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Hal Tearse

Tearse: Learning to Score Goals

Attention to detail can improve scoring potential

Attention to detail can improve scoring potential

Scoring goals is the object of the game. To win requires scoring more goals than the other team. Most teams have only a few players who consistently score goals even at the professional levels.  It seems that the consensus is that some players have a special knack for scoring and the rest do not. Think of Danny Gare, Alex Ovechkin, Brett Hull, and Sydney Crosby just to name a few present and past NHL’rs.

Most players will not become prolific goal scorers but all can improve their results with attention to the things that will increase their scoring percentages.

There are some simple ideas that will help a player score more goals.

  • Shoot more often: It takes on average 8 shots on goal to score once.
  • Shoot quickly. The element of surprise is a big advantage.
  • Wrist shots are better than slap shots if you want to score goals.
  • Hit the net. Too many shots are not on target.
  • Be prepared for rebounds or loose pucks in front of the net
  • Shoot on a moving goaltender rather than giving the goalie a couple of seconds to set up.

These are messages that coaches can reinforce on a daily basis with their players. At the higher levels of the game players can focus on a couple things to improve their scoring.

  • Improve the angle
  • Shoot through traffic rather than waiting for a clear lane
  • On bad angles shoot to the crease rather than trying to pick upper corners and missing.

In Rachel Blount’s Nov. 27 StarTribune column she discusses the Wild’s leading scorer, Nino Niederreiter and his recent success scoring goals. “Part of [Niederreiter’s] success, he said, has come from a more aggressive mind set and his efforts to get better shooting angles,” says Blount who goes on to quote Niederreiter.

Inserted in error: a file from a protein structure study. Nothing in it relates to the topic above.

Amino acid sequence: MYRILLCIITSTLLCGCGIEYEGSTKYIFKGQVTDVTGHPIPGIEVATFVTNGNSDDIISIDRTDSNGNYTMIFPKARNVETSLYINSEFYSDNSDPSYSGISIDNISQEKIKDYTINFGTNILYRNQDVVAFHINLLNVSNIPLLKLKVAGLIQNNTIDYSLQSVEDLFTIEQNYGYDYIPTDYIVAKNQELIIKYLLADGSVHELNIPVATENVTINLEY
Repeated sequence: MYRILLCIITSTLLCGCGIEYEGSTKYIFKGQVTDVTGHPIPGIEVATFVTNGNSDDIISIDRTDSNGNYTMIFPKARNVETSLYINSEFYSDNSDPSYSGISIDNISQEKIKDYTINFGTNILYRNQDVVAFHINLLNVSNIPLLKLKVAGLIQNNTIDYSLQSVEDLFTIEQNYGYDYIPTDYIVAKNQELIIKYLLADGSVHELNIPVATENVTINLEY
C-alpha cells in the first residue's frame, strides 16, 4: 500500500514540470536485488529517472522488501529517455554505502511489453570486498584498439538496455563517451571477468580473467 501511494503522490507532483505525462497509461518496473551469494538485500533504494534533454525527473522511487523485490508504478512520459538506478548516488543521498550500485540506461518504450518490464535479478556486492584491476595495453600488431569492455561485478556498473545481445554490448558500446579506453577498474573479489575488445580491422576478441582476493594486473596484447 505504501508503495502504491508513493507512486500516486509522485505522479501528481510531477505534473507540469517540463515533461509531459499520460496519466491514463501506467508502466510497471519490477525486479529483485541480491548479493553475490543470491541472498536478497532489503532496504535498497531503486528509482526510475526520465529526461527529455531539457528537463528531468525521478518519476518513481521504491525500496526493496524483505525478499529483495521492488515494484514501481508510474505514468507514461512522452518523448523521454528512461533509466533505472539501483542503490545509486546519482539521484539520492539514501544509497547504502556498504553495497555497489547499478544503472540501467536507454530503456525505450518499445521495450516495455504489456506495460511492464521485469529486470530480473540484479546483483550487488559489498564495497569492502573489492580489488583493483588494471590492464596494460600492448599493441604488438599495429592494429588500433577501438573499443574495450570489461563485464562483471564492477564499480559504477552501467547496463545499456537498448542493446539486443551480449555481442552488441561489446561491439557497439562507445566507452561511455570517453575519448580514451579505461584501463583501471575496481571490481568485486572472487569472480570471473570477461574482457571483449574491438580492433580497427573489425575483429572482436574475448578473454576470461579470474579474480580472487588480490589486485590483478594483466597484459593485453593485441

“I am trying to make sure goalies don’t see the puck when I get it off of my stick,” Niederreiter told Blount. “That’s how you score goals.”

Coaches need to allow time for players to learn the skills of shooting in pressure, off balance and through traffic. Small area drills that focus on lots of shooting and trying to learn the skill of scoring are one way to develop scoring skills. Additionally tracking shots attempted, shots on net and outcomes are a good start to help younger players focus on improvement.

Hal Tearse has spent the past 40 years coaching youth, high school, junior and college hockey. His teams have won four state titles in Minnesota and participated in four National Championship tournaments. Tearse also served as Minnesota Hockey Coach-In-Chief for eight years and as Chair of the Safety Committee for the past five, successfully working to significantly reduce player and coach injuries in Minnesota and nationally. He has produced 15 skills videos to help coaches develop their players while writing hundreds of articles about coaching that have appeared in several print and web publications throughout North America. Hal is a Senior VP. Branch Director at RBC Wealth Management in Minnetonka, Minn., who also enjoys photography, fly fishing, skiing and spending time with his family.

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